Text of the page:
The field of candidates for the 2013 Government CIO of the year award has been exceptional.
The level of innovation being shown in state government agencies in particular was a very pleasant surprise, and we hope to highlight some of these success stories over the coming months.
In terms of a measurable return on investment tangible right through the business, three candidates rose to the top of our list.
In a year where all of the nation’s police forces worked towards the law enforcement holy grail – keeping officers out of the office and on the beat – two of the strongest efforts were chosen as finalists.
Both the Queensland Police and NSW Police realised that the secret to boosting performance is to improve the systems that they use every day to access and enter incident data into their core databases. The potential benefit to their operations can't be understated.
In a very different line of work – but one that is no less in the public spotlight – the federal Treasury has shored up its disaster recovery to the point where should crisis hit – the hope is that nobody would notice.
Our candidates for Government CIO of the year:
Chris Robson – NSW Police Force
COPS Modernisation + mobile traffic infringement notices
The NSW Police Force conducted two intertwined projects in 2013. The path to becoming a modern and agile force required the replacement of its 15 year-old, mainframe based Computerised Operational Policing System.
The two stages of the replacement now completed have delivered a graphical user interface to replace the MS-DOS green screen of old, search functionality and a modern back-office architecture.
While these changes on their own have made a difference to the working life of the state's frontline police, they have also opened the way for a true grass-roots innovation in the form of a mobile application that allows traffic officers to submit infringement notices from iPads by leveraging the AWS public cloud.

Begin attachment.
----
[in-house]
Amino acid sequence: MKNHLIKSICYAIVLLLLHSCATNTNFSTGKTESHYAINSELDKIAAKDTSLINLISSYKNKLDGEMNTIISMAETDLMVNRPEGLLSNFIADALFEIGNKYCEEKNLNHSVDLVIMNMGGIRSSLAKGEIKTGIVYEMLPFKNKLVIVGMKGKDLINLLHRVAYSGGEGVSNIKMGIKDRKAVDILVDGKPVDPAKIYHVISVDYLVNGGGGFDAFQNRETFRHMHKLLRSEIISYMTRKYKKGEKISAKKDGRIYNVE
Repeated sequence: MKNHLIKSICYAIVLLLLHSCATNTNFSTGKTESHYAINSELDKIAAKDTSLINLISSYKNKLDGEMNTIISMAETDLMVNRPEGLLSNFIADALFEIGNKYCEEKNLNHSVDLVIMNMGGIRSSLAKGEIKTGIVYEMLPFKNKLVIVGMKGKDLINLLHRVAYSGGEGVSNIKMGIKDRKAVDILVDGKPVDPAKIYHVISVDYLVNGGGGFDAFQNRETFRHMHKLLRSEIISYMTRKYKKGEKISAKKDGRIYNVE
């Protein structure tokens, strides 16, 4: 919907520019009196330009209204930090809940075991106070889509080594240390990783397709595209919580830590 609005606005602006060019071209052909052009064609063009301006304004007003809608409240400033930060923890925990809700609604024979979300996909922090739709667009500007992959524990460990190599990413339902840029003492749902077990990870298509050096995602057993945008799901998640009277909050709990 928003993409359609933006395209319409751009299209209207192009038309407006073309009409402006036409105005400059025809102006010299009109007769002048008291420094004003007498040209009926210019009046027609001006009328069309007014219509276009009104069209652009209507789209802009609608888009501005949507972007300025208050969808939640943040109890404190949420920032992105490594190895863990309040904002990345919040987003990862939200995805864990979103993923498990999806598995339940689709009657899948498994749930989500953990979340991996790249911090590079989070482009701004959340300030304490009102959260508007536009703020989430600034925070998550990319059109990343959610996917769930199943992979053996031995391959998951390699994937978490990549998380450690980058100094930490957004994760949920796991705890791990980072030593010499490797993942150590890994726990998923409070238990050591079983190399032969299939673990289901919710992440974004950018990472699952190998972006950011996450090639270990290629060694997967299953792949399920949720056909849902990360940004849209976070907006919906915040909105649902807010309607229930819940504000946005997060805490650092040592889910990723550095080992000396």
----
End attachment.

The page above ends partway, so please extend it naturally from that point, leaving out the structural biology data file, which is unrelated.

A pilot has been delivered by Superintendent Karen McCarthy and her team at the Botany Local Area Command, a tool made by cops for cops and forecast to recoup a whopping 224,000 patrol hours each year.
The judges noted:
The NSW Police Force has 'bit the bullet' and finally decided to upgrade its ageing COPS system. While the hardest work remains ahead of it, the COPS modernisation project has already kicked some important goals that officers will appreciate well into the future. A mobile device pilot and new app are evidence of what a more modern back-end system can deliver to frontline police.
David Johnson – Queensland Police Service
The Queensland Police’s own mobile pilot, based on the QLiTE app developed under the guidance of acting Chief Superintendent David Johnson, is going from strength to strength. The 50 iPad-strong pilot has already been expanded to 395 due to demand, with 1200 devices sought before November’s G20 summit.
QLiTE allows officers to conduct police checks online from the road, “avoiding lengthy radio queues, maintaining higher visibility” and generally getting “more work done”, the force says. The business case for a full roll-out argues that it could cut office administration time by 25 percent.
Thinking towards the future, the HTML5-based deployment allows the technology platform to be switched in the future if need be.
The judges noted:
A well overdue mobility drive at Queensland Police is delivering significant back office savings. It has been enthusiastically embraced from the chief down to the feet on the street, and has been architected to take advantage of consumerisation with an eye on avoiding lock-in. A smart, easy win for the Queensland Police Service that is set to reap big rewards.
Peter Alexander – Treasury
Disaster Recovery Improvement Program (DRIP)
Back in 2007, when the Commonwealth Treasury backed up to tape, it took up to six weeks to recover data if something went wrong. This was not acceptable to CIO Peter Alexander.
He embarked on what he describes as “Treasury’s largest ever IT project”, selling the scheme to Treasury officials by giving them nightmares about the threat of a budget-week crash.
With the project now done and dusted – including an active-active data centre configuration – Alexander hopes that nobody will notice in the case of a disaster.
The judges noted:
DRIP delivers active-active operations between Treasury's data centre and peers in the Australian Bureau of Statistics. Other Government CIOs are now lining up to peer in the same way to ensure their own systems remain available. Alexander faced a tough pitch and managed to calculate a return for Treasury stakeholders. The project has delivered additional mobility and maintenance benefits.
Special thanks to our sponsors: The Australian Computer Society, Dimension Data Learning Solutions and Samsung.